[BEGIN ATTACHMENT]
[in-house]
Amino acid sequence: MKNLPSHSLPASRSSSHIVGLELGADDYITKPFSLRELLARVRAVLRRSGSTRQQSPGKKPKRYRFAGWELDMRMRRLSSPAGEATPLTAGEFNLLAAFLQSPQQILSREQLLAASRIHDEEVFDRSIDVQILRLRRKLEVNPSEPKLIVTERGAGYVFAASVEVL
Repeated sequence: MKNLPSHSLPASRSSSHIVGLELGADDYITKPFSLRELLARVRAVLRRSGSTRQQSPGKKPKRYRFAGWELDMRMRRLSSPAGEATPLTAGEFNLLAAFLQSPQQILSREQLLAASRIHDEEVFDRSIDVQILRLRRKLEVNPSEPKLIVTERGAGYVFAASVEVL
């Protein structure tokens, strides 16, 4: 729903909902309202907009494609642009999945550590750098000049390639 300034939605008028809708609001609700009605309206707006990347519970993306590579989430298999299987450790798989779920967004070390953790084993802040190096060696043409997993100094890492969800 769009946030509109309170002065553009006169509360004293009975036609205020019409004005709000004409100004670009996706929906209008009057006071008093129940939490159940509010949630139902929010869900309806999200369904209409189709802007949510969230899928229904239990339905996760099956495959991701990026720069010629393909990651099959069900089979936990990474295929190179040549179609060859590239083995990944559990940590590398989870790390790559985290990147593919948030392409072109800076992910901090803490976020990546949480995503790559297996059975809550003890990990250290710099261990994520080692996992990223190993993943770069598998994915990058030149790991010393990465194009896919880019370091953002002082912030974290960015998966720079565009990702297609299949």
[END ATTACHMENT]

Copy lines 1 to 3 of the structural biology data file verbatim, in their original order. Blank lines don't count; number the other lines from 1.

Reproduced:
[in-house]
Amino acid sequence: MKNLPSHSLPASRSSSHIVGLELGADDYITKPFSLRELLARVRAVLRRSGSTRQQSPGKKPKRYRFAGWELDMRMRRLSSPAGEATPLTAGEFNLLAAFLQSPQQILSREQLLAASRIHDEEVFDRSIDVQILRLRRKLEVNPSEPKLIVTERGAGYVFAASVEVL
Repeated sequence: MKNLPSHSLPASRSSSHIVGLELGADDYITKPFSLRELLARVRAVLRRSGSTRQQSPGKKPKRYRFAGWELDMRMRRLSSPAGEATPLTAGEFNLLAAFLQSPQQILSREQLLAASRIHDEEVFDRSIDVQILRLRRKLEVNPSEPKLIVTERGAGYVFAASVEVL